Soil, water and nutrient loss under conventional and organic vegetable production managed in small farms

Michele Ribeiro Ramos, Nerilde Favaretto, Jeferson Dieckow, Renato Antonio Dedeck, Fabiane Machado Vezzani, Luciano Almeida, Matthew Sperrin


Agricultural systems with conventional tillage and intensive use of agrochemicals, especially those on high slopes and with shallow soils, have the potential to release pollutants. This study aimed at evaluating the soil, water and nutrient lost via agricultural runoff in large plots (small catchments) under conventional and organic farming of vegetables as well as under forest (control) system in a Cambisol in the Campestre catchment. Samples of runoff were collected biweekly for one year through a Coshocton wheel. The soil and water losses from the conventional farming were 218 and 6 times higher, respectively, than forest. Under organic farming the soil and water losses were 12 and 4 times higher, respectively, than forest. However the soil losses (0.5 to 114 kg ha^(−1) year^(−1)) are considered low in agronomy but environmentally represent a potential source of surface water contamination by runoff associated pollutants. The concentrations and losses of all forms of phosphorus (P) were higher in the conventional system (9.5, 0.9 and 0.3 mg L^(−1) of total P for conventional, organic and forest systems, respectively), while the organic system had the highest concentrations and losses of soluble nitrogen (4.7, 38.6 and 0.4 mg L^(−1) of NO_3-N, respectively). The percentage of bioavailable P was proportionally higher in the organic system (91% of total P lost was as bioavailable P), indicating greater potential for pollution in the short term.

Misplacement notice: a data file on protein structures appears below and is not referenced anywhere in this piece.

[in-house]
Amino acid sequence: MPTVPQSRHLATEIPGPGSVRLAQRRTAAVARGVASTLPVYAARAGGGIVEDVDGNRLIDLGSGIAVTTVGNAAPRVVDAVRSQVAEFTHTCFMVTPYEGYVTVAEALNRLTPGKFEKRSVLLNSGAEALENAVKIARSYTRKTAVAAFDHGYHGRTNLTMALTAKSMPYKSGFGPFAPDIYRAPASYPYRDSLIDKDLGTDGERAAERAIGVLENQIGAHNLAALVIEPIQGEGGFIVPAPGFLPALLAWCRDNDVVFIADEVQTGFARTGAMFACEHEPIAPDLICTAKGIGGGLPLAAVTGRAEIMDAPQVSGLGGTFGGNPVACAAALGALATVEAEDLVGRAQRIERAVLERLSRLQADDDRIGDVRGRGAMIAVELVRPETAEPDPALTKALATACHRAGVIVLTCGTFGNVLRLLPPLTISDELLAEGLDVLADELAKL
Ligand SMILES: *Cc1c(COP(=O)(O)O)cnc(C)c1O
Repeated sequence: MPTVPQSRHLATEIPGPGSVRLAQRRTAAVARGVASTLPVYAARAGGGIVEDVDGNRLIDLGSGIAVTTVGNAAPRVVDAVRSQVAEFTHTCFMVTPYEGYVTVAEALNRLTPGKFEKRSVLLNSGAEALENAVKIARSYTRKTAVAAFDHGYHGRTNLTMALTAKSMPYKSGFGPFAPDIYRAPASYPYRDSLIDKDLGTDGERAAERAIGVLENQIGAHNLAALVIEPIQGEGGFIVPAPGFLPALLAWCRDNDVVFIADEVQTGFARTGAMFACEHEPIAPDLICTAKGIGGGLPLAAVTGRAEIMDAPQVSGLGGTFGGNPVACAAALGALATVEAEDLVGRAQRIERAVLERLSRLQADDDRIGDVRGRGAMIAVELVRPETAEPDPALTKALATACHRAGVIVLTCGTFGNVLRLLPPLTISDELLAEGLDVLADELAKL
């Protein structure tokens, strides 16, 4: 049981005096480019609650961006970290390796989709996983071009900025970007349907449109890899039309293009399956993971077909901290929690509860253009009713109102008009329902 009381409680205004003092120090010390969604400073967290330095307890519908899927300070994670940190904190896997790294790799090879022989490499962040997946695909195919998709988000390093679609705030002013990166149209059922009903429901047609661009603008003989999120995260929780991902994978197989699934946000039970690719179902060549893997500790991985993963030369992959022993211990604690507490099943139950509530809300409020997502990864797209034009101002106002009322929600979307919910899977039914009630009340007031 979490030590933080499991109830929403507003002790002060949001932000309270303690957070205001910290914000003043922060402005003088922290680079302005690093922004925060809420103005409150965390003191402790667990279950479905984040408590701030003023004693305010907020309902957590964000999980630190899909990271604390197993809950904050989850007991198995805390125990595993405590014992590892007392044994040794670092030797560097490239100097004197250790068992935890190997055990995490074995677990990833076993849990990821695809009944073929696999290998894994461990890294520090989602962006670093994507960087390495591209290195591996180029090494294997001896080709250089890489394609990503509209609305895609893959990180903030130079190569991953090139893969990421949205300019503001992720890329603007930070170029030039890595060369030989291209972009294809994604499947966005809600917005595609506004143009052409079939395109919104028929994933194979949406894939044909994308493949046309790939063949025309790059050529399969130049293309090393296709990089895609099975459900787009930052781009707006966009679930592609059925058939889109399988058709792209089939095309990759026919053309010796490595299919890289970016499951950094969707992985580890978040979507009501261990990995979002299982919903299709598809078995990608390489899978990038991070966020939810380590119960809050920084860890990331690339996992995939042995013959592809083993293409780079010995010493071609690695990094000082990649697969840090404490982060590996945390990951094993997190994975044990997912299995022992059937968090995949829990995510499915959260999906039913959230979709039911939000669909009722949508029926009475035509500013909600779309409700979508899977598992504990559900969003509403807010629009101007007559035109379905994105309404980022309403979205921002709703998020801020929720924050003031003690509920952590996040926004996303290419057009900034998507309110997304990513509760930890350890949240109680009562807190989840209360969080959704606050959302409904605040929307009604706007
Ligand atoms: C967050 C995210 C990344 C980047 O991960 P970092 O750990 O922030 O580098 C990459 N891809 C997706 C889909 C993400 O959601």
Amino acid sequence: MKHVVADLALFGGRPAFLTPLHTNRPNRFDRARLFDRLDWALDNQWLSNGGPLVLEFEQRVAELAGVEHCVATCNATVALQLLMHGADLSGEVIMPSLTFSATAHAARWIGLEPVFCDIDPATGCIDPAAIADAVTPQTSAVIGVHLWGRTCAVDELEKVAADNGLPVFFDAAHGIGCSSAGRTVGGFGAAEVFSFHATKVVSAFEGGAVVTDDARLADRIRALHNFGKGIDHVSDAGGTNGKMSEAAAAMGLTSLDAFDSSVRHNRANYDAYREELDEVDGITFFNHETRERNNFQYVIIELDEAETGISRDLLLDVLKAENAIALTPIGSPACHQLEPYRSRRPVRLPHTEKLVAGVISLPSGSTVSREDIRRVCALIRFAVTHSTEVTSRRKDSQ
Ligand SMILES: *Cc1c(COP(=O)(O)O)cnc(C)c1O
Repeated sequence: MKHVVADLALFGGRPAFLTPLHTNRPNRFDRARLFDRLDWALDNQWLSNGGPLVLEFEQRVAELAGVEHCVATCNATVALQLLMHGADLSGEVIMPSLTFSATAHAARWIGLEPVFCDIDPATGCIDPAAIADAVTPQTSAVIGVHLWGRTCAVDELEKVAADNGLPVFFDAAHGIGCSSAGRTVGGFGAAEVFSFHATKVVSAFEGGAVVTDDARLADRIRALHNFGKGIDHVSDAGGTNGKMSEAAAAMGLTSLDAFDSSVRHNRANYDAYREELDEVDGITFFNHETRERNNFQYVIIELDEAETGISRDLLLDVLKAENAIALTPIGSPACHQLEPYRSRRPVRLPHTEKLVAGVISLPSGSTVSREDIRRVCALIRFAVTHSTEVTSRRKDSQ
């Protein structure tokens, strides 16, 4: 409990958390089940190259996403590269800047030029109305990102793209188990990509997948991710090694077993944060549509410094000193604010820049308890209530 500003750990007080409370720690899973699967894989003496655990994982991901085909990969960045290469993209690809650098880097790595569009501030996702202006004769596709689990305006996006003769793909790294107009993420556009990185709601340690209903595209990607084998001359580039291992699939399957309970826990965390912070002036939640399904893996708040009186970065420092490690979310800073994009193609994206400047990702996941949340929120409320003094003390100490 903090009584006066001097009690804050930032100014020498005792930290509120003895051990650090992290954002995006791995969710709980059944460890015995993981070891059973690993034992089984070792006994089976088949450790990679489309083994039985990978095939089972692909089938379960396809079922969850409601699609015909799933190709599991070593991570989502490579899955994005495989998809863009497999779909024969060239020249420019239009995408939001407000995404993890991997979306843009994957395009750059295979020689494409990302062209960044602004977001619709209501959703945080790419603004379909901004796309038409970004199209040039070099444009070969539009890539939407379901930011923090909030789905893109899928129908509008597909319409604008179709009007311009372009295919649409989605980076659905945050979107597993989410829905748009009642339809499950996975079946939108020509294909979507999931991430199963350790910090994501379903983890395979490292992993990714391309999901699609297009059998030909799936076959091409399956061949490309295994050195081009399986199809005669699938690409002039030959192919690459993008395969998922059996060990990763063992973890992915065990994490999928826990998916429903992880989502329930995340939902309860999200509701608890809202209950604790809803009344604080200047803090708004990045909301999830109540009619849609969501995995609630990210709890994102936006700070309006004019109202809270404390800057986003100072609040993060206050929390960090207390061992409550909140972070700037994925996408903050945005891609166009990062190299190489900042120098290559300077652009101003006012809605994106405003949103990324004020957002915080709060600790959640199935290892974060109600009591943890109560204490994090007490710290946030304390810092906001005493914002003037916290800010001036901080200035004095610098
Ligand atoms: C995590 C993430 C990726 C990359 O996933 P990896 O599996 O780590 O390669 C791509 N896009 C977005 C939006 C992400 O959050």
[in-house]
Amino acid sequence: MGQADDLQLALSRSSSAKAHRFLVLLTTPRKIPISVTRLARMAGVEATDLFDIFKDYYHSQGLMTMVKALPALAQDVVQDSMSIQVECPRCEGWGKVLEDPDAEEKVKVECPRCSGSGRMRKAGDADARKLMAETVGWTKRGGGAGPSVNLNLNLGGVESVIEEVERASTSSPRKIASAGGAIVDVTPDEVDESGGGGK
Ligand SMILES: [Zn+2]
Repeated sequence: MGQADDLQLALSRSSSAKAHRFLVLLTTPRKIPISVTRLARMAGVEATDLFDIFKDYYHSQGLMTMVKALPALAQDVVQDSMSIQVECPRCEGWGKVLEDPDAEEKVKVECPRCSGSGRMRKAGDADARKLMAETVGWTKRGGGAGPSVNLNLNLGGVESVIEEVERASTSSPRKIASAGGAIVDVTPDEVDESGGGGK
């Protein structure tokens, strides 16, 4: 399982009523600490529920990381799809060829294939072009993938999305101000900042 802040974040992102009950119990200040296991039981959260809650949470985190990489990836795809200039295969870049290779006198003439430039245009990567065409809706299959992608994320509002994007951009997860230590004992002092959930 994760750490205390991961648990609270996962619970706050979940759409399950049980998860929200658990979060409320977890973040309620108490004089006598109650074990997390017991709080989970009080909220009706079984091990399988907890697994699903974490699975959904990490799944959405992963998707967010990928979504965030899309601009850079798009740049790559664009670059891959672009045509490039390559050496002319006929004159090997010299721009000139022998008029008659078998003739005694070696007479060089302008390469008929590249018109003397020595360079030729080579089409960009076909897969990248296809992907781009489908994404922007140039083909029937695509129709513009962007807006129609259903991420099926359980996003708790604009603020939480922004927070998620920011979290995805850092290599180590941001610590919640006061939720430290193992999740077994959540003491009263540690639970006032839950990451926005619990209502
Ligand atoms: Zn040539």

farming systems; catchment; runoff; manure; phosphorus; nitrogen

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